Sian Ka’an means “the place where the sky is born” in Maya, which seems appropriate when you experience the sunrise in this beautiful part of the peninsula. Created by presidential decree in 1986 and made a World Heritage Site in 1987, the biosphere reserve is a sparsely populated region sprawling along the coast south of Tulum. One of the largest protected areas in Mexico, it covers 1.3 million acres. Most of the thousand or so permanent residents are fishermen and subsistence farmers gathered in the village of Punta Allen. Most visitors enter at the north border, from Tulum, on day-trips; only a few hardier travellers press on to Punta Allen and stay for a stretch.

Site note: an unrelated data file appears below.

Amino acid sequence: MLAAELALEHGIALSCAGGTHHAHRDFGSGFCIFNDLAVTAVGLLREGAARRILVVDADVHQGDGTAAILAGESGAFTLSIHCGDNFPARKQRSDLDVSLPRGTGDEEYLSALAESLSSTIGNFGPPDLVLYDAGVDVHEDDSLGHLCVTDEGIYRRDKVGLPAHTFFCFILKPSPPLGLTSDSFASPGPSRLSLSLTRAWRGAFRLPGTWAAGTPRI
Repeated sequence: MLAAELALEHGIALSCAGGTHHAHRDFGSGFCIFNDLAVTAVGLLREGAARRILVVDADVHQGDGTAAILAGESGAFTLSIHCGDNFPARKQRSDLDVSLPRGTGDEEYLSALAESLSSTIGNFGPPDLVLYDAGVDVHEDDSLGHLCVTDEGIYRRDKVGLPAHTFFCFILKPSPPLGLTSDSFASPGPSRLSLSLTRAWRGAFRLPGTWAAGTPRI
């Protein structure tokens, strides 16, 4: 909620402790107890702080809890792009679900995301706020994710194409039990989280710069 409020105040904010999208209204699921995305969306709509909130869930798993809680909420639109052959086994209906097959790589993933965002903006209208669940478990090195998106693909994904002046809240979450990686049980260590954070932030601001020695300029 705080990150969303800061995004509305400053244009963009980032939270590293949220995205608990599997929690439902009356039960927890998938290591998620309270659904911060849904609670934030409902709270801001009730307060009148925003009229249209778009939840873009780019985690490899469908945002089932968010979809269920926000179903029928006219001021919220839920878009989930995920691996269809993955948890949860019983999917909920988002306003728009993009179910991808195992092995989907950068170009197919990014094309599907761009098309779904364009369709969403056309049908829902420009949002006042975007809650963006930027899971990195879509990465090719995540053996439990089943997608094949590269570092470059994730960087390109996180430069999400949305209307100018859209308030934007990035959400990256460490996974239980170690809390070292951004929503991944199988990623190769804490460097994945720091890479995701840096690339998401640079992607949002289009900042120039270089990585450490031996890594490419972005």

The reserve contains all three of the principal ecosystems found in the Yucatán Peninsula and the Caribbean: the area is approximately one-third tropical forest, one-third fresh- and saltwater marshes and mangroves and one-third marine environment, including a section of the Mesoamerican Barrier Reef. All five species of Mexican wild cat, including jaguars, live in the forest, along with spider and howler monkeys, tapir and deer. More than three hundred species of birds have been recorded. The Caribbean beaches provide nesting grounds for four endangered marine turtle species, while extremely rare West Indian manatees have been seen in the inlets. Morelets and mangrove crocodiles lurk in the lagoons.